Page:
One of the last things on most people’s minds is how wasteful the holidays can be. Wrapping paper, massive amounts of food that might be wasted, electricity to run the lights. A lot of the activities and decor we have and cherish could be what makes Christmas bad for the environment.
But don’t fret! This is not a post about how you should do away with all Christmas traditions and say bah humbug to the holidays! I just wanted to share a few ideas on how you can do things differently so we can have a greener Christmas and a greener planet.
- Recycle or upcycle wrapping paper
Remember wrapping your textbooks in brown paper bags to protect them? You can do the same for your presents! If you are like me and don’t use paper or plastic at the store and use canvas bags, you can always buy brown kraft paper as well. Too plain? Try adding twine, stamps, stickers, doodles, fake foliage pieces, etc. Christmas can be Christmas without the glittery non-recyclable paper.
- Alternative Christmas trees
Oh here she goes, now we can’t have trees either. A potted tree can last you years and years and be decorated for every season! There are even artificial trees made from cardboard or wood that can replace a live tree and you can buy pine scent to have to “real tree” experience, without chopping down trees and throwing them away.
If you wish to use a live tree, and you most certainly can, recycle it when the season is over! You can also recycle artificial metal trees as well.
Even though plastic trees can be used for years, buying live is actually the better option since we have Christmas tree farms that plant the trees for every year. Plastic trees use PVC and other nonrenewable resources and energies to make. If buying artificial, make sure the materials used and sustainable and recyclable.
- Decorate with nature
You can harvest pine cones, holly, pine boughs, conkers, oranges, whatever to decorate your house with. Then add what you can to the compost and the rest will biodegrade! Plastic decorations will last years, but they all wind up in the same place eventually: the landfill. So create your own decorations using nature.
- Reusable partyware
If you are throwing a holiday party, skip the disposables! Plastic and paper cutlery and dishes just wind up laying in a landfill. If you buy reusable, you can get cute dish sets and reuse them for years to come. You can also reduce waste by not serving “individual” drinks and making big pitchers to pour into glasses.
- Timer lights
Save energy and money by putting your lights on a timer. There is no reason for your lights to be on all day and night. There are also lower-energy light options that won’t zap your electricity and spike your electricity bill. Also, don’t just throw the lights you have away! Replace the bulbs that have burnt out.
Before each holiday season, especially since they all fall before the new year, I like to get rid of the old to make some room for the new. But I don’t throw everything away! Donate your clothes and other unwanted items to charity. Anything that is not broken should not just be thrown away. Donate, sell, find a friend. Someone will want it or make use of it.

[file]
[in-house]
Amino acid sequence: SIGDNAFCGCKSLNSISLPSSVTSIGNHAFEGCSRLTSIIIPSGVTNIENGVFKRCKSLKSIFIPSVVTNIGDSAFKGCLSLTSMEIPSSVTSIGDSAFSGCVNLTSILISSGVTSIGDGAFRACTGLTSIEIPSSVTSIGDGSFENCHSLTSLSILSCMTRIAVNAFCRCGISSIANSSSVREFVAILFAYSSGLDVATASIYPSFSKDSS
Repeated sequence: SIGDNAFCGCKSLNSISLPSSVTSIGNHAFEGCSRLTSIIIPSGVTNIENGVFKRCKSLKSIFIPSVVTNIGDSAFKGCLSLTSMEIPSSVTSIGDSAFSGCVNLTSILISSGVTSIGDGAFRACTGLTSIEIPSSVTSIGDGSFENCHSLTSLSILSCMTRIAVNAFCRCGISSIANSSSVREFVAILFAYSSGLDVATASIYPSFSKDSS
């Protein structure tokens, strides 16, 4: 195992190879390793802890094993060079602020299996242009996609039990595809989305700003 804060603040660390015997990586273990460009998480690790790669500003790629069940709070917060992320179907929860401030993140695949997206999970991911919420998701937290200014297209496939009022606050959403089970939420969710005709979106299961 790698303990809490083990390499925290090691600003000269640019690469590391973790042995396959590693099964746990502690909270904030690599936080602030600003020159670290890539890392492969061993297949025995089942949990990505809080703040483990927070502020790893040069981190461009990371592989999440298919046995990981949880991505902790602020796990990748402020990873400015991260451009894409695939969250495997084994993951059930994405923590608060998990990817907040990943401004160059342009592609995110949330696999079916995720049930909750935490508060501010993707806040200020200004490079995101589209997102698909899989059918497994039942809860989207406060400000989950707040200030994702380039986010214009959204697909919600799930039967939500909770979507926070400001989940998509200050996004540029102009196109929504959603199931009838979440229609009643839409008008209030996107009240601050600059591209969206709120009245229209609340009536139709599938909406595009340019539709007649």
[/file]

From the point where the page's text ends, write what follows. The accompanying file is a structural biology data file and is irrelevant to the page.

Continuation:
This is actually something new I learned while writing this. Candles made with beeswax, soy, or vegetable wax are better to burn than petroleum-derived paraffin. I guess I never knew what wax truly was! Avoid this crude oil-made product and try to get greener options. They will still scent your home the same.
- Christmas is not about “the stuff”
It’s easy to get lost in wishlists and think about all the stuff you want or want to give to have the biggest and best Christmas ever. But everything can still be merry and bright with less. Think about what others really want or need when buying gifts. Instead of buying excess, which may wind up being thrown away within a year or two, think about what would really matter to the person or make deals with your friends and family to only buy a certain amount of gifts for everyone.
- Recycle electronics
If you aren’t going to use it anymore or if it doesn’t work properly, recycle the parts. Many parts can still be used or made into something else. Electronics can be recycled! Or if it still works, but you just don’t have the room for it, donate, sell, or give away.
These of course are only a few options when it comes to making Christmas greener. There are many other things you can do, but I decided to keep it simple for those who wanted to take some baby steps. It can be hard to just suddenly become green and it can be overwhelming, especially around the holidays.
So take the steps you can and feel good about helping the environment while you celebrate the holidays.
Anyone have any other ideas? I’d also love to see any natural decorations or DIY gift-wrapping! Tweet me @renadeer using #GreenChristmas.
I got my ideas and information from these sources: